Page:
Fears of a Russian invasion of Ukraine are keeping investors on edge.
President Joe Biden on Friday said he believed Russian leader Vladimir Putin had made up his mind to invade in coming days but that until he does there was still scope for diplomacy. Russian Foreign Minister Sergei Lavrov and U.S. Secretary of State Antony Blinken are set to meet in the week ahead if an invasion doesn’t occur beforehand.
Stocks and other financial markets continued to react to headlines over the past week, reflecting relief after Moscow, which denies its planning an invasion, said it was pulling back some troops from the Ukraine border. However, that relief proved short-lived as the U.S. and its allies said that instead of pulling back, Russia moved more troops forward, with Russian forces engaging in the sort of false-flag activities that the Biden administration said Moscow would likely use as a pretext for an invasion.
Read: Here’s the technology being used to watch Russian troops as Ukraine invasion fears linger
U.S. investors may have been reluctant to hold on to assets perceived as risky heading into a three-day holiday weekend. U.S. markets will be closed Monday for the Presidents Day holiday.
U.S. stocks suffered weekly losses for the second week in a row, with the Dow Jones Industrial Average
falling 1.9%, the S&P 500
losing 1.6% and the Nasdaq Composite
declining 1.8%. Treasury yields
fell as investors sought out assets viewed as havens during periods of geopolitical uncertainty and the desire for safety also lifted gold
Oil, however, failed to get a lift from Ukraine tensions, though invasion fears were credited the previous week for driving both the U.S.
benchmarks to seven-year highs not far below the $100-a-barrel threshold. Instead, prospects of a revived Iran nuclear accord, which could eventually lift U.S. sanctions on the country’s crude exports, prompted profit-taking as crude futures ended a streak of eight weekly gains.
So what happens if an invasion of Ukraine takes place?
For investors, the focus would be on energy prices, with analysts warning that crude oil remains likely to shoot above $100 a barrel.
Biden has said U.S. troops won’t be deployed to Ukraine but has promised “severe” sanctions against Moscow in the event of an invasion.
“Biden remains adamant that Ukraine will be defended, and that sanctions such as blocking energy sales will be deployed as a counter to Russia’s militant action. With oil prices already at multiyear highs due to misaligned supply/demand dynamics, further tension could mean more upside potentially (north of $100) that could negatively impact both the U.S. and global economy,” said Larry Adam, chief investment officer for the Private Client Group at Raymond James, in a note.
“While we remain optimistic that a diplomatic resolution and/or de-escalation (base case) will ultimately result, this is not a certainty with tensions high. A favorable outcome would reduce the current geopolitical risk premium built into oil prices (at least $5-$10) and return oil closer to our year-end target of $80,” he wrote.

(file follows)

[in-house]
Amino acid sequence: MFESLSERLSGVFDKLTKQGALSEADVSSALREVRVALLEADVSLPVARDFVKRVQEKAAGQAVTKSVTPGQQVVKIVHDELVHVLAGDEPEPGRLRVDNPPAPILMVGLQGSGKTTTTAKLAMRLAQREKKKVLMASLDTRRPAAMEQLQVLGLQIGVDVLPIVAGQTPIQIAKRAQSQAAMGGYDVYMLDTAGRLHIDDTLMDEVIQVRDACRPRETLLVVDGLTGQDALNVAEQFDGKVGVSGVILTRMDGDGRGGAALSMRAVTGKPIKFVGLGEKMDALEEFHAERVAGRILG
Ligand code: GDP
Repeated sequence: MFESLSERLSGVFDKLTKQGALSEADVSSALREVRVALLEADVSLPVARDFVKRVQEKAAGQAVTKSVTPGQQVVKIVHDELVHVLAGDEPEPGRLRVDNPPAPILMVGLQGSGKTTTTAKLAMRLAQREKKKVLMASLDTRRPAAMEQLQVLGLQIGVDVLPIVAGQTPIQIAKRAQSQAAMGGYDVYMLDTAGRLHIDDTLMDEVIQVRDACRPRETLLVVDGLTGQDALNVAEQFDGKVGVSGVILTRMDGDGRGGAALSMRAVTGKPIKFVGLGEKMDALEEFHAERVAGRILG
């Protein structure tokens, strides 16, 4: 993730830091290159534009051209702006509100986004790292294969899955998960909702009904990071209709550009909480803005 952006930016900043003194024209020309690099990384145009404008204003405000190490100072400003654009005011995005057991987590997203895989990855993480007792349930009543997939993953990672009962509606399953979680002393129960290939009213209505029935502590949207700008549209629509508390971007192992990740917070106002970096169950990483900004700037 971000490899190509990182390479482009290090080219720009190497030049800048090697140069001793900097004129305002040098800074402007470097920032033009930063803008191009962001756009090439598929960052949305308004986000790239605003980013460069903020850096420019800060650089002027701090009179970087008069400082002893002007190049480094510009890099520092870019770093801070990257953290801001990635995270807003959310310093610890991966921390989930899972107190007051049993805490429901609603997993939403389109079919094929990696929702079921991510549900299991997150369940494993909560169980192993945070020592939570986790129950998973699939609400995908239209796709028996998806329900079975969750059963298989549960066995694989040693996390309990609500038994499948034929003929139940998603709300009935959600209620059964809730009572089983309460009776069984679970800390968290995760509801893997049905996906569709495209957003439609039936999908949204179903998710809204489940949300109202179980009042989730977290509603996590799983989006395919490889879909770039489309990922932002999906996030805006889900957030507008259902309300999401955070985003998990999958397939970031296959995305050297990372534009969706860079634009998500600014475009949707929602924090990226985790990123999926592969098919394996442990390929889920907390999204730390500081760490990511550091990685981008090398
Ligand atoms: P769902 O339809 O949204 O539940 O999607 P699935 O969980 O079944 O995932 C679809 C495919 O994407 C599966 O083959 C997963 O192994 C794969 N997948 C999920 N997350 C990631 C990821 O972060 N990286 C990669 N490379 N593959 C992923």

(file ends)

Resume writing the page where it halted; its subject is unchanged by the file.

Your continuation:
Beyond crude oil, Russia’s role as a key supplier of natural gas to Western Europe could send prices in the region soaring. Overall, spiking energy prices in Europe and around the world would be the most likely way a Russian invasion would stoke volatility across financial markets, analysts said.
Not everyone is convinced significant supply disruptions, particularly for crude oil, would be inevitable.
“We suspect that neither the West or Russia has much appetite for curtailing the trade in energy, and that prices could fall back fairly swiftly,” wrote commodities analysts at Capital Economics, in a note.
“By contrast, the West has sanctioned Russia’s metal producers before and, with most of Russia’s grain exports leaving from Black Sea ports, the risk of supply disruption there is high,” they said.
Indeed, analysts have warned that wheat prices
in particular, could see further gains in the event of an invasion. Both Russia and Ukraine are major exporters of the grain. Corn
and soybean futures
were also seen as likely to be lifted.
In depth: Why the Russia-Ukraine crisis may make food-price inflation even worse
Stocks and geopolitics
For the most part, equity analysts continue to play down the potential for an invasion to have more than a passing impact on U.S. equities.
Despite near-term volatility in the wake of geopolitical events over the past three decades, ranging from terrorist attacks to the start of wars, stocks have tended to bounce back relatively quickly, Adam noted, rallying 4.6% on average in the six months following such crises dating back to 1990 and rising 81% of the time.
“In general, Fed policy and economic conditions tend be the more long-term drivers of the economy and financial markets rather than isolated geopolitical events,” he said.
Still the economic and market ramifications of an invasion “may pose a near-term downside risk to the global economy and cause market volatility to persist,” he said.
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